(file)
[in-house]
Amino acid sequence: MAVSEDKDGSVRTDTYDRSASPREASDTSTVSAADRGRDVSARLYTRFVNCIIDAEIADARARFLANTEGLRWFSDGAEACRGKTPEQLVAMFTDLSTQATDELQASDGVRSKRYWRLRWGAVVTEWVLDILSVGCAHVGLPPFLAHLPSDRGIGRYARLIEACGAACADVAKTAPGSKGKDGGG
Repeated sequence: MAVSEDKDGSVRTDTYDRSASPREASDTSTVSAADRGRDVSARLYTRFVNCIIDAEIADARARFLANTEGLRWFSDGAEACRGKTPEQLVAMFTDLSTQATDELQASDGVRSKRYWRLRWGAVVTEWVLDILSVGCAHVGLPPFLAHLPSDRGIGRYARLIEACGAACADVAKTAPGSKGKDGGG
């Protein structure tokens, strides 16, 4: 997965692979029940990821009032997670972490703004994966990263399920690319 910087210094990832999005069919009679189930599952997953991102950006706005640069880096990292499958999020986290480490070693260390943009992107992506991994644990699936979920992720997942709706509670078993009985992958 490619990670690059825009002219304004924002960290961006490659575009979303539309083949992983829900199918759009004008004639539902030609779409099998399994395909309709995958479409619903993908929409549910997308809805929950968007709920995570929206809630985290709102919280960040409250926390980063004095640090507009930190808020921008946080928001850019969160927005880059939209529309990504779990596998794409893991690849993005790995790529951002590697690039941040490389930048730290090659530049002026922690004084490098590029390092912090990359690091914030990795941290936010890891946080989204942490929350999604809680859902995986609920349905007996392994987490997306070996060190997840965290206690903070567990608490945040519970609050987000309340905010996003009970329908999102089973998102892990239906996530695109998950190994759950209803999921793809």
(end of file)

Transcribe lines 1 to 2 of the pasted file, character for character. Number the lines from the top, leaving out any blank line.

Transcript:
[in-house]
Amino acid sequence: MAVSEDKDGSVRTDTYDRSASPREASDTSTVSAADRGRDVSARLYTRFVNCIIDAEIADARARFLANTEGLRWFSDGAEACRGKTPEQLVAMFTDLSTQATDELQASDGVRSKRYWRLRWGAVVTEWVLDILSVGCAHVGLPPFLAHLPSDRGIGRYARLIEACGAACADVAKTAPGSKGKDGGG